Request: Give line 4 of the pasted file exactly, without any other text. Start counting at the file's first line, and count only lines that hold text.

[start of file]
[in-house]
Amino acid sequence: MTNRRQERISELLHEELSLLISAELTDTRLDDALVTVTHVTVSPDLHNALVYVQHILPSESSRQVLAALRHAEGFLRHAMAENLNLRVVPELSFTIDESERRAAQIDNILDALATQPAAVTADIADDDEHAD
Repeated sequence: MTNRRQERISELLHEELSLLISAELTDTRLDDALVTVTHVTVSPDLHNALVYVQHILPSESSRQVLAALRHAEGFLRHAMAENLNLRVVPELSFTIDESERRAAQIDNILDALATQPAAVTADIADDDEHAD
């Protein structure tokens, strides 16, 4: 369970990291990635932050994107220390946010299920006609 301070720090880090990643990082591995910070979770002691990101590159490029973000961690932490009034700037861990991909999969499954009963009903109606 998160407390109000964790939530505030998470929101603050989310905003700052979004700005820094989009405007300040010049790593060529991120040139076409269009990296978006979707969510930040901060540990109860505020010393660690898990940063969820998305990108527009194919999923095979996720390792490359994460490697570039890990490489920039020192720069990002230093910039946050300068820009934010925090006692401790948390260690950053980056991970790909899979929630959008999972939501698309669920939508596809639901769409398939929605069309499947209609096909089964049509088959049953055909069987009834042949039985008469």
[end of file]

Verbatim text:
């Protein structure tokens, strides 16, 4: 369970990291990635932050994107220390946010299920006609 301070720090880090990643990082591995910070979770002691990101590159490029973000961690932490009034700037861990991909999969499954009963009903109606 998160407390109000964790939530505030998470929101603050989310905003700052979004700005820094989009405007300040010049790593060529991120040139076409269009990296978006979707969510930040901060540990109860505020010393660690898990940063969820998305990108527009194919999923095979996720390792490359994460490697570039890990490489920039020192720069990002230093910039946050300068820009934010925090006692401790948390260690950053980056991970790909899979929630959008999972939501698309669920939508596809639901769409398939929605069309499947209609096909089964049509088959049953055909069987009834042949039985008469």